PHOENIX (AP) — The hours-long lines that marred the Arizona presidential primary can be traced in part back to the fact that tens of thousands of people showed up at polling places despite not being allowed to vote because they were registered independent.
Arizona has a closed presidential primary, which means only people on the rolls as Republicans, Democrats or Green Party members are allowed to vote. Independents are not allowed to cast a ballot.
But they went to the polls anyway, by the tens of thousands, apparently unaware they couldn’t vote or under the mistaken belief they were registered with a party. They were allowed to vote a provisional ballot, a time-consuming effort that helped create lines exceeding five hours at some Maricopa County polling sites.
More than 80 percent of those votes were rejected in Maricopa County, most because they weren’t registered with a party. Of the nearly 25,000 provisional ballots cast, just 4,631 were counted. More than 18,000 ballots were rejected because they were independents.
The process of casting a provisional ballot takes on average about five minutes, rather than about a minute to process a voter who is on the active polls.
Adding to the problem was the decision by Maricopa County Recorder Helen Purcell to cut the number of polling places to 60 from 200 in 2012’s presidential primary and more than 400 in 2008, the last time the presidency was without an incumbent.
The issue of independents believing they could vote extended to other counties, including Pima, home to Tucson and the second most populous in the state. Pima County recorder F. Ann Rodriguez said Thursday that her office began getting calls as soon as early ballots were mailed in the month before the March 22 election.
“And we had to go look up all their records and say: ‘Yes you’ve been getting them for previous primaries, you got a Democrat in this election or a Republican ballot in that one, but this election is different,’ ” Rodriguez said.
She put much of the blame on the Legislature.
“This election is always very confusing,” she said. “We wouldn’t even be having this discussion if the Legislature would allow independents and parties not designated to vote in this election, because that’s the biggest block.”
More than a third of the voters in Arizona don’t belong to political parties. That makes independents the largest voting bloc in Arizona.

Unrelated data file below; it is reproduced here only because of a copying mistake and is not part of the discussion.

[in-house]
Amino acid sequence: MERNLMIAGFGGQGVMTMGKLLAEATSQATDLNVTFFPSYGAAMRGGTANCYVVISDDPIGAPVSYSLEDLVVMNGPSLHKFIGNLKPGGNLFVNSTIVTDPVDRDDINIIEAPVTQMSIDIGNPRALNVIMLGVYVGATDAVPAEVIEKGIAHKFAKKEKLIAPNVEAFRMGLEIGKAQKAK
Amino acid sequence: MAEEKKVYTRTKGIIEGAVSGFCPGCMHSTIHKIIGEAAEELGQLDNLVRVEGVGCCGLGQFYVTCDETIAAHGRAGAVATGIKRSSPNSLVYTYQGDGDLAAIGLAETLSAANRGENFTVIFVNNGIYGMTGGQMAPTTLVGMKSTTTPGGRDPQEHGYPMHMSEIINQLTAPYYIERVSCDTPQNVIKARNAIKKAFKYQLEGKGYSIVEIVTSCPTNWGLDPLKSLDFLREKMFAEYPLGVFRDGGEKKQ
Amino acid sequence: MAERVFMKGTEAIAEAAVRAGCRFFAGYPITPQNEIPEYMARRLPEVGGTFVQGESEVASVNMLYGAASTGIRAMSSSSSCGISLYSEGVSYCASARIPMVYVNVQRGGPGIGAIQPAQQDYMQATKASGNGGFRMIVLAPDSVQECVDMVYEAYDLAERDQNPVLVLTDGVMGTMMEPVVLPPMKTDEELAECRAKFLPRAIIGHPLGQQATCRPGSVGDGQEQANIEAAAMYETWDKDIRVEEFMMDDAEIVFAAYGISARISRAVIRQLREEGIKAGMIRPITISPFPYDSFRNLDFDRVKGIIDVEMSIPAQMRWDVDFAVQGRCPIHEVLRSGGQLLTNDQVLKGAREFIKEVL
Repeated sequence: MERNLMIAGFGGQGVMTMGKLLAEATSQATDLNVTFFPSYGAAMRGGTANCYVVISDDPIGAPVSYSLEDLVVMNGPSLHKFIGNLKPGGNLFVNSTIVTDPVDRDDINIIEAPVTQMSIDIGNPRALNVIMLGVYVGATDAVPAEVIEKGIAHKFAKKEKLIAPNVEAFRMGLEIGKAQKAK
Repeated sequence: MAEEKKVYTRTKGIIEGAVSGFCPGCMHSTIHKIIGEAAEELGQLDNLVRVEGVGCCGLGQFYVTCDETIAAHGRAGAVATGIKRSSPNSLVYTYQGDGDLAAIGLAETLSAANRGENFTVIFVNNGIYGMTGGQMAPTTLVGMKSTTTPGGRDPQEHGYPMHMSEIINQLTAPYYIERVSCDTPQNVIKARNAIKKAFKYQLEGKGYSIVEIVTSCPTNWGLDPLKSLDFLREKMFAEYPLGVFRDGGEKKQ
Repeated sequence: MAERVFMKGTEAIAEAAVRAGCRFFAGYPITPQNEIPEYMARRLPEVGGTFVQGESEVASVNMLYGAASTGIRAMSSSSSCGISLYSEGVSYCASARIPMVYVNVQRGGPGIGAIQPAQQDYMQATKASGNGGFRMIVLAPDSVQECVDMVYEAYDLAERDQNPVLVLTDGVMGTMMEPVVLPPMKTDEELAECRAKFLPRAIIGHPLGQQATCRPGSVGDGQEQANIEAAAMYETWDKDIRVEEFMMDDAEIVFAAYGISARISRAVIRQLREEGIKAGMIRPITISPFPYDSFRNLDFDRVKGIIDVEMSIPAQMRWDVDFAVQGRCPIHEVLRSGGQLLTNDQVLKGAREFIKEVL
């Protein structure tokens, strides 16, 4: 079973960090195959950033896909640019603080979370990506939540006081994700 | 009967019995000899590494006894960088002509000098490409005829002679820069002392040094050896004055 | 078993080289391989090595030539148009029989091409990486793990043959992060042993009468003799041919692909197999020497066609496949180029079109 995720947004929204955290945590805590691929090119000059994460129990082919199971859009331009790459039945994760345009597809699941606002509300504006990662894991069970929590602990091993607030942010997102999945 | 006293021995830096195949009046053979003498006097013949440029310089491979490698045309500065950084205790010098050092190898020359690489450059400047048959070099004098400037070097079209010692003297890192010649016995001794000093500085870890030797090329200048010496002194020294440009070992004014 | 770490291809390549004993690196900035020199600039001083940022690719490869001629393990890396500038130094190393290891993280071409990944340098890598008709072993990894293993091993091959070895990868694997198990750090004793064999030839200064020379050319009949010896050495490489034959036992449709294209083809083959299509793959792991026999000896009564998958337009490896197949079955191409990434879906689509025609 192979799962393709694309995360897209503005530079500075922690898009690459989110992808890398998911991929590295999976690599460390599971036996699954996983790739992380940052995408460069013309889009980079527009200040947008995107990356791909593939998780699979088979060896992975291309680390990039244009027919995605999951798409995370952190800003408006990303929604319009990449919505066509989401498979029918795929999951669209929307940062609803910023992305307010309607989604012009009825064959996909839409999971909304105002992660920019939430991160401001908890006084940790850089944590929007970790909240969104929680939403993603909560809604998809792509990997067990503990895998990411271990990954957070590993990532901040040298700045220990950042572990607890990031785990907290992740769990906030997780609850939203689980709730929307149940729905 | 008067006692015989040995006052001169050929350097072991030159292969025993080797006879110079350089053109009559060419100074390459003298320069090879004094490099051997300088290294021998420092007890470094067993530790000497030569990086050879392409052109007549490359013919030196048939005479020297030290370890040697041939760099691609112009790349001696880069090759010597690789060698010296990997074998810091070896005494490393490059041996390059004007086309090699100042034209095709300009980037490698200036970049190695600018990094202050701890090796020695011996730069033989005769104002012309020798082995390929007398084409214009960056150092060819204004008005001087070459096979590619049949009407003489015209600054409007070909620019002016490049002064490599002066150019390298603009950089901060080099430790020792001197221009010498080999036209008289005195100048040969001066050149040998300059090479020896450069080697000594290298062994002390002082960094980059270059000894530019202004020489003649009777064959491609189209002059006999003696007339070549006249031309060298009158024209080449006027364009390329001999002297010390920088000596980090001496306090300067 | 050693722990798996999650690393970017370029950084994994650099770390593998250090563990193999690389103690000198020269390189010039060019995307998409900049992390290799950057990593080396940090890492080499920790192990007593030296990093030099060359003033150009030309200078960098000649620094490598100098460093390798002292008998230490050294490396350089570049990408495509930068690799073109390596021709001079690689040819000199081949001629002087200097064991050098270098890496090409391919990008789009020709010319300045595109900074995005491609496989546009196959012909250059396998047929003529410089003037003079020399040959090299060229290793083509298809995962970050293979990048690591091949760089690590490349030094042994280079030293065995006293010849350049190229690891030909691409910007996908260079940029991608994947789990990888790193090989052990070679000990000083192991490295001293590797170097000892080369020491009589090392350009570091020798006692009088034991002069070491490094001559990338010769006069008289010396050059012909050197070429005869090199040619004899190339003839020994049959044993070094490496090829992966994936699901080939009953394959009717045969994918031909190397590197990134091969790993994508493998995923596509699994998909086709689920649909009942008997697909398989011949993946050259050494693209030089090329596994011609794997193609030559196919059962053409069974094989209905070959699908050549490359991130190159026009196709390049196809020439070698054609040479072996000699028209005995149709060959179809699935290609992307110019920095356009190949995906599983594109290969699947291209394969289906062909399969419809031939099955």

The GOP-dominated Arizona Legislature has long resisted Democratic efforts to open up the contest to independents, focusing efforts this session on abolishing the primary and making the political parties pay for the process. Gov. Doug Ducey said in a statement after last week’s long lines that he now supports allowing independents to vote.
Democrat Hillary Clinton and Republican Donald Trump won the contests last week, and the Secretary of State is scheduled to certify the results next Monday.
An attorney for Democratic Sen. Bernie Sanders’ campaign in considering whether to take legal action to challenge the results, largely because of issues with provisional ballots. Sanders could pick up convention delegates if the vote count changes.
Attorney Chris Sautter pointed to voter complaints that they had actually registered with a party but were either incorrectly listed on voter rolls or changed through some glitch in the state’s online registration system. Still, he acknowledged Wednesday that the majority were not registered with either party.
Other counties had far fewer rejected provisional ballots than those in metro Phoenix.
Pima County had a much lower level of rejected provisional ballots and proportionately fewer independents demand a ballot, for reasons that remain unclear. Of about 4,200 provisional ballots issued to people not on the rolls as party members, less than half were rejected.
Voters who stood in line but found they weren’t on the voter rolls remain incensed. Hundreds came to the Capitol on Monday, and nearly a dozen testified Wednesday at the Maricopa County Board of Supervisors meeting to certify their election results.
“I would be a hypocrite standing up here today if I didn’t say that your vote counts but mine doesn’t,” said Ed Higgins, a Tempe resident who had a registration card showing he was a Democrat but found voter rolls showed he was a Republican and had to use a provisional ballot. “Because my provisional ballot, we still don’t know if it counted.”
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